This weekend we are giving away a pair of weekend passes to the first-ever Electric Forest Festival (June 30 – July 3) in Rothbury, Michigan. That’s about a $500 value and we’re happy that Electric Forest is sponsoring Absolute Michigan in part by providing a pair of tickets for us to give away to our readers. The festival is headlined by String Cheese Incident, Tiesto, Pretty Lights, Bassnectar and REO Speedwagon, but for my money, a big part of the experience are some fantastic acts from Michigan (Greensky Bluegrass, SuperDre, Macpodz and the Ragbirds) as well as from points near and far that many of you (including me!) have never heard of.
All you have to do to enter is to join the Absolute Michigan email list – do that and get all the details in our interview of Rothbury and Electric Forest founder Jeremy Stein!
The photo above was taken by Ann of the great blog Michigan Sweet Spot. Ann went to Rothbury in 2008 and 2009, and she has some cool shots and recollections at Rothbury in her blog along with lots more Michigan photographic goodness.
Be sure to check out the work of another Anne, her 360 degree Rothbury panoramas include ambient sound and are a real treat and she has a nice slideshow too. Speaking of slideshows, here’s one from the Absolute Michigan team at Rothbury 2009.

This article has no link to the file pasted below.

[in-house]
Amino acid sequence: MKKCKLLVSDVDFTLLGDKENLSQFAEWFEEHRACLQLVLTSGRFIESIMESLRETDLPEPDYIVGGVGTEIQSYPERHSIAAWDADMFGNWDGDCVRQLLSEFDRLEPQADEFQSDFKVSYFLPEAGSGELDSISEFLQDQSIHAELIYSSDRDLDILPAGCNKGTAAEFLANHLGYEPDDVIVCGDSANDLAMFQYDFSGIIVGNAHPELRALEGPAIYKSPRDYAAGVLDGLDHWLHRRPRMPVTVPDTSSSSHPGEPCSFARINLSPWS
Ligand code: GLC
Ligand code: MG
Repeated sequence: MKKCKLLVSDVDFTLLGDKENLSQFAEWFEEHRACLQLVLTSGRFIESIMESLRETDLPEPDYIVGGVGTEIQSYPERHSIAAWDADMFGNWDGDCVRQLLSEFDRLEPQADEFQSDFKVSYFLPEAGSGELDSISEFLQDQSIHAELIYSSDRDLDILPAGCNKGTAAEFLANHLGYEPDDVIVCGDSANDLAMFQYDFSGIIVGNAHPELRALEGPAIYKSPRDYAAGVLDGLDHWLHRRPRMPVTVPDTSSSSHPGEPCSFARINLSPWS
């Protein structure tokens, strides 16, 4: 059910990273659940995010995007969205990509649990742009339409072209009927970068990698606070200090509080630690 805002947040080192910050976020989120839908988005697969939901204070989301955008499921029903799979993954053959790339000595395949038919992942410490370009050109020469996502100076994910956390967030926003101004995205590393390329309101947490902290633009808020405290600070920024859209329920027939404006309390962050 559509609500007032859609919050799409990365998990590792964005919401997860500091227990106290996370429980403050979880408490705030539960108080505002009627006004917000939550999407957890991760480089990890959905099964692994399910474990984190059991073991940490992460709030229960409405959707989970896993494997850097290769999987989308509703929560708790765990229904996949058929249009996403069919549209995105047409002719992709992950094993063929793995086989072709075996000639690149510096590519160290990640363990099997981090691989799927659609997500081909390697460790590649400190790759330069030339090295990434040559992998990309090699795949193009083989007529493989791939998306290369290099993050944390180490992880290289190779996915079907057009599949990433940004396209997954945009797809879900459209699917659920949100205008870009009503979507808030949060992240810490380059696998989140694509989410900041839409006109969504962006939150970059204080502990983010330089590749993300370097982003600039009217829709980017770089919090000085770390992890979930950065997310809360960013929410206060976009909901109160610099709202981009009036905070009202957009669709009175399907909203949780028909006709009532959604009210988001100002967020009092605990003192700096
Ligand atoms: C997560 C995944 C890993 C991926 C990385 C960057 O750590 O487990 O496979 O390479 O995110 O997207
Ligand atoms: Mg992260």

Untitled, photo by Jim Bedell.
The Fresnel lens is the 1822 invention of French physicist Augustine Fresnel who invented a lens that would make his name commonplace along the seacoasts of Europe and North America. Most lenses were handmade and shipped unassembled from France. Others were made in England. Early lens designs resembled a giant glass beehive, with a light at the center. The lens could be as tall as twelve feet high with concentric rings of glass prisms above and below a center drum section to bend the light into a narrow beam. Later designs incorporated a bull’s eye design into the center of the lens shaped like a magnifying glass, so the concentrated beam was even more powerful. Tests showed that while an open flame lost nearly 97% of its light, and a flame with reflectors behind it still lost 83% of its light, the Fresnel lens was able to capture all but 17% of its light. Because of its amazing efficiency, a Fresnel lens could easily throw its light 20 or more miles to the horizon.